Furthermore, drivers usually brake at set points on the track just before a corner, known as braking points. Therefore, there are sections on the track where drivers can expect the car ahead of them to slow down, and they will also likely do the same. Read on to find out more about braking points and why they are so helpful for drivers.

Here is a perfect example of an F1 driver slowing down suddenly and the car behind him not being able to stop in time. This video shows that even if the car in front had brake lights, the incident couldn’t be avoided due to the high speed of the car behind it.

https://www.youtube.com/watch?v=hVSSQFyk0GU


What Is A Breaking Point?

As previously mentioned, there are specific sections or markers on the track where drivers will usually brake. These are always before corners where drivers must slow down. If drivers brake at these points, they will have reduced their speed enough to navigate the corner safely. The key to braking for a corner is not to do it too early as you’ll lose momentum too early or not brake too late; otherwise, you’ll likely end up off the track due to your high speed.

These are not exact markings on the track but instead just based on specific landmarks on the track. Some drivers may use a tree near one corner, and on the next, it may be a track marking or board on the side of the track. Once they draw level to this point, they will apply pressure on the brakes. This point will change slightly depending on the fuel load, but the change won’t be radical, so the braking points will remain at a similar pace throughout the race.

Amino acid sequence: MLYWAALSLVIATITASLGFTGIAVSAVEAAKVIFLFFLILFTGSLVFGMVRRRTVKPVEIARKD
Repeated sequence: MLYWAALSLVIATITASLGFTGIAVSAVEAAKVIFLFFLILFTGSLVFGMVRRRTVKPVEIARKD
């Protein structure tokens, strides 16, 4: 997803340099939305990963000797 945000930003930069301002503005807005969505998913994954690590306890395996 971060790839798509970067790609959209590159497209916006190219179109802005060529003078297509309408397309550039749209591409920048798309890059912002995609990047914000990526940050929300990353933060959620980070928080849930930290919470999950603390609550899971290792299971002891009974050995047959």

This is possible in F1 for multiple reasons. The first is that drivers are all experienced racers and instinctively have an excellent idea of when they should brake. Furthermore, by the time the race has started, drivers have had lots of time to practice and know the track well.

In the weeks leading up to the race, drivers will study the track and spend time driving in the simulator on that specific track. Once the drivers arrive at the physical track, they will usually cycle and walk along to study it even more. This is done with other team members so that they can discuss racing strategies on the track. They also are given time on the Friday and Saturday of the race weekend to run practice sessions to allow them to get some time on the track without being under pressure.